Attempting to close educational gaps! Part 3: Six week update
This is the third post in a series where we’re documenting an ambitious (crazy?) attempt to fully close educational gaps in math at an elementary school in downtown Seattle. As a quick recap:
In this piece we’re going to talk about what we’ve seen in the first 6 weeks of the program. Right now we’re working with 10 students in 4th and 5th grade, but based on what we’ve seen so far, we’re looking at expanding the program to more students in January. For the “I don’t have time to read a full 4-minute post” folks, here are the main points:
- The combination of 1:1 tutoring with 4th and 5th grade students works really well. There aren’t any counterproductive social dynamics and the kids are having fun with the program.
- The kids are behind, and their independent learning skills need to be developed.
- The kids are really engaged and want to learn.
For those of you who are interested in the details, read on!
Now I’ll flesh out the main points in more detail.
1:1 tutoring with this age group works well.
I’ve done work with this age group in team settings (for example, as a soccer coach), and I’ve often seen behavior issues arise due to the dynamics between students, especially when one of them is struggling. The 1:1 format completely eliminates that.
The kids also seem to genuinely enjoy the 1:1 interactions, especially when it’s supplemented via chat using remote learning tools. We ran the following quick survey a few weeks ago:
On a scale of 1–5 (1=hate it, 5=love it), how do you feel about your practice sessions? The average response was 4.75, which seems like a big success.
Finally, I’ll add that 1:1 tutoring is also pretty nice from the tutor’s perspective. After 6 weeks, I feel like I already know each of the students in a pretty deep and meaningful way.
The kids are behind in math, and their independent learning skills need to be developed.
Based on what we know about the test scores at Lowell Elementary, it wasn’t surprising to find that the students were fairly far behind on math standards. For example, only 1 of the 10 students was fluent with single digit multiplication, which is a 3rd grade standard. A couple of the students also struggled with 2nd grade word problems.
It also wasn’t shocking that the students didn’t have strong independent learning skills. When working on their own (with no tutor around) they would give up pretty quickly once they got out of their comfort zone, though I suspect this is common with this age group. Regardless, given our goal of creating independent learners, it is clear that we need to work on building up their resiliency and growth mindsets. That being said…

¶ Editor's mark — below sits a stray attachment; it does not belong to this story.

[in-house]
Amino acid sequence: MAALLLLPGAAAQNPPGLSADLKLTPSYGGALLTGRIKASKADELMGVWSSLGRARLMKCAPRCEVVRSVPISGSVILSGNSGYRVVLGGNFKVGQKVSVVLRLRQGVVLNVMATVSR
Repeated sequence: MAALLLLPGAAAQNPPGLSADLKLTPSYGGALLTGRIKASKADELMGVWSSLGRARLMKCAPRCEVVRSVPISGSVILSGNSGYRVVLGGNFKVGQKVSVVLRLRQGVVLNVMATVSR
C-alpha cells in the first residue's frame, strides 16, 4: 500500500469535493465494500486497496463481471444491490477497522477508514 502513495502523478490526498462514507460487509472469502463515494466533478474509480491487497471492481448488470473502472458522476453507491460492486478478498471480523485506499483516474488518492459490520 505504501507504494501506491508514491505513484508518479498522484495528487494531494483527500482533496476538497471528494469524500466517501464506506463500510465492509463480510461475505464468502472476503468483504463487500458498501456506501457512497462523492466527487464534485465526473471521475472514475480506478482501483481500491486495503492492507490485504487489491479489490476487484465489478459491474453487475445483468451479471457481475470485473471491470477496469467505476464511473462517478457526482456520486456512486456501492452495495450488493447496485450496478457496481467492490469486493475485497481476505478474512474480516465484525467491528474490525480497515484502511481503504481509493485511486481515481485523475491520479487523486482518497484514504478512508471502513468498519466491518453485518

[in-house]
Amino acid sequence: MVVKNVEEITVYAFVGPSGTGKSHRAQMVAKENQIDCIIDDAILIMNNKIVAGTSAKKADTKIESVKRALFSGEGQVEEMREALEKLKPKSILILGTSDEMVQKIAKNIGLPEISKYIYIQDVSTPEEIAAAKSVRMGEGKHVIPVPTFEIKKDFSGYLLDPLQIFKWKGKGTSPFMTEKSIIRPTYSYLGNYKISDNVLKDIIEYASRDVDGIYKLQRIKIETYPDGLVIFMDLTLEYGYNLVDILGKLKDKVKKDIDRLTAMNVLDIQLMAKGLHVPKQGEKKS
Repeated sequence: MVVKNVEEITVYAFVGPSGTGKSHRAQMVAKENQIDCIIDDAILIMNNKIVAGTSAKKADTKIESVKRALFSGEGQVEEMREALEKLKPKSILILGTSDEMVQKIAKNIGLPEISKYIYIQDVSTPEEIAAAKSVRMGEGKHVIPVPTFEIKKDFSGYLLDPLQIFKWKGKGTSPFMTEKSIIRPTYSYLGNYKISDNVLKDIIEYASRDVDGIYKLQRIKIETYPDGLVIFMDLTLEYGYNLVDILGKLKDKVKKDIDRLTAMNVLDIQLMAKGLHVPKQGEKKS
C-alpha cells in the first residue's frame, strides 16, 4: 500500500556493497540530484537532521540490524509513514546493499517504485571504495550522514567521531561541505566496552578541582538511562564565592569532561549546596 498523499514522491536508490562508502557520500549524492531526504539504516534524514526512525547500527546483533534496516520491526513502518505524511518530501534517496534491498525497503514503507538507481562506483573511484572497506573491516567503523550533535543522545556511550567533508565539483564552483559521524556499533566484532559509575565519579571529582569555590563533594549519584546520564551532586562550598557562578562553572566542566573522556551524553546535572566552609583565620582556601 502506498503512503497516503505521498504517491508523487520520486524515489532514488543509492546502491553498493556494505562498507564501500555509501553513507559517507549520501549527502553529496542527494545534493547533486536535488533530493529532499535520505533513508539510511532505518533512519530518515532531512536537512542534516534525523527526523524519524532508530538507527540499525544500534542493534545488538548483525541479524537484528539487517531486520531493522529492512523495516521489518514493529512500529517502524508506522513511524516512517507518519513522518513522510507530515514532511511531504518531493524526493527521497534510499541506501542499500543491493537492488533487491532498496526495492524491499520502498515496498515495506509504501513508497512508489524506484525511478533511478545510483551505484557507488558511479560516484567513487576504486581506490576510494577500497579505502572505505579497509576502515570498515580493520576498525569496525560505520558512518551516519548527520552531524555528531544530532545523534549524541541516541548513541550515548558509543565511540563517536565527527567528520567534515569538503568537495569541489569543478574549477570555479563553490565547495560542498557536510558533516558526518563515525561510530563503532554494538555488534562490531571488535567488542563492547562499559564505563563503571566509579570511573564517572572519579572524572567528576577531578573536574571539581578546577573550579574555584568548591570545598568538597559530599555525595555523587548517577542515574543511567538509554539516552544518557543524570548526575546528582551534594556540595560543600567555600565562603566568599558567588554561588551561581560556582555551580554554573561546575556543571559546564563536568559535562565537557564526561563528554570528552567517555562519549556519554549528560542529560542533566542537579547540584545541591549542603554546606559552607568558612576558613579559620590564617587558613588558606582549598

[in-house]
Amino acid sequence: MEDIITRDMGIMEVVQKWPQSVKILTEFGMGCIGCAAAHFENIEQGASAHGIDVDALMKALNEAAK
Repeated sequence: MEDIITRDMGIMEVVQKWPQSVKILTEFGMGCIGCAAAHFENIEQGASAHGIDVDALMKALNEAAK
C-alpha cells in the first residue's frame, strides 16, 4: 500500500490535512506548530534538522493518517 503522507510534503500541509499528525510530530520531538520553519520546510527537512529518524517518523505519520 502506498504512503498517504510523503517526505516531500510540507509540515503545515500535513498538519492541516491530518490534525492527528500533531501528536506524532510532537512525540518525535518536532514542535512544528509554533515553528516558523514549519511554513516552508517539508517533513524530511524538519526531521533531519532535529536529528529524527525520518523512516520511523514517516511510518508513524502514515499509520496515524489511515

The students are engaged and want to learn.
I’ve been thrilled by how engaged the students are. They show up ready to share, ready to discuss, and ready to learn. I think our program structure really helps here: at the beginning we really focused on relationship building, and it has paid off. The kids love to talk about themselves, and we’re able to use what we’ve learned to build motivation later on.
As an example, one of the students wants to be an astronaut when he grows up. It was a struggle to get him engaged at first, but then we spent some time reading about what it takes to be an astronaut…turns out math skills are near the top of the list! That process really improved his engagement.
In terms of enthusiasm, I’ve been blown away. Almost every student volunteered to practice over Thanksgiving break, and I’ve got students asking for weekend sessions.
To get more concrete metrics, we are quantitatively measuring engagement by tracking how much students practice on their own. At this point every student who regularly attends is typically practicing on their own 2 or more times per week. When you include their 1:1 sessions, they are averaging over 60 minutes per week of active practice (see chart below). I find that pretty encouraging given that a lot of our scheduled 1:1 time is talking about skills, motivation, and other things. It was awesome to see that when they had a week with no school they still averaged over 30 min/week of practice!
I don’t want to ignore any of the challenges. By the far the biggest is attendance. At the beginning of the program, 4 of the 10 students didn’t regularly show up. Two of them eventually got engaged with the class and now show up for almost every session. The other two haven’t shown up for weeks. This will definitely make it challenging to hit the school-wide improvements we are looking for.
Looking ahead, we’ll want to eventually transition the students to practicing more on their own. This will help the students become independent learners and also reduce the long-term cost of the program. We’ve made a good start, but we’re still a long ways from super steady practice habits, and getting there probably won’t be easy.
What does it all mean?
It terms of our long term goal of completely closing math education gaps at Lowell, we need to be able to get 75% of the struggling students to proficiency. For details see the “Is it it realistic?” section in our previous post. If we only get attendance from 80% of our students (8/10), it means we need to get every single remaining student to grade-level proficiency to hit our school-wide goal. It will definitely be tough, but from what I’ve seen in their skill growth so far, I think it is possible. We’ll discuss that in more detail in future posts!